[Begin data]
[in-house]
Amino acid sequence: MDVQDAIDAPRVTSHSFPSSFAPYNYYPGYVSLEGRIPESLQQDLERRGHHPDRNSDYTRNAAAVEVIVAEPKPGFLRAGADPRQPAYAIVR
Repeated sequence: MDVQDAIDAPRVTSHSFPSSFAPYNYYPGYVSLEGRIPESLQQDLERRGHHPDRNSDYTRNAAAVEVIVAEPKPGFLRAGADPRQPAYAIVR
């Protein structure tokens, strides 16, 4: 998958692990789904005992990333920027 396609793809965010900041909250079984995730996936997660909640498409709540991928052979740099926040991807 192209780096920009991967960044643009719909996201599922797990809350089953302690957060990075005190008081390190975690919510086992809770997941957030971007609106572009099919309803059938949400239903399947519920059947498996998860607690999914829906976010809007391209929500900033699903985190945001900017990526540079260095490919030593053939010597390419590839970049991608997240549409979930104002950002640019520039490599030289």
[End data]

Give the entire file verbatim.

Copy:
[in-house]
Amino acid sequence: MDVQDAIDAPRVTSHSFPSSFAPYNYYPGYVSLEGRIPESLQQDLERRGHHPDRNSDYTRNAAAVEVIVAEPKPGFLRAGADPRQPAYAIVR
Repeated sequence: MDVQDAIDAPRVTSHSFPSSFAPYNYYPGYVSLEGRIPESLQQDLERRGHHPDRNSDYTRNAAAVEVIVAEPKPGFLRAGADPRQPAYAIVR
């Protein structure tokens, strides 16, 4: 998958692990789904005992990333920027 396609793809965010900041909250079984995730996936997660909640498409709540991928052979740099926040991807 192209780096920009991967960044643009719909996201599922797990809350089953302690957060990075005190008081390190975690919510086992809770997941957030971007609106572009099919309803059938949400239903399947519920059947498996998860607690999914829906976010809007391209929500900033699903985190945001900017990526540079260095490919030593053939010597390419590839970049991608997240549409979930104002950002640019520039490599030289």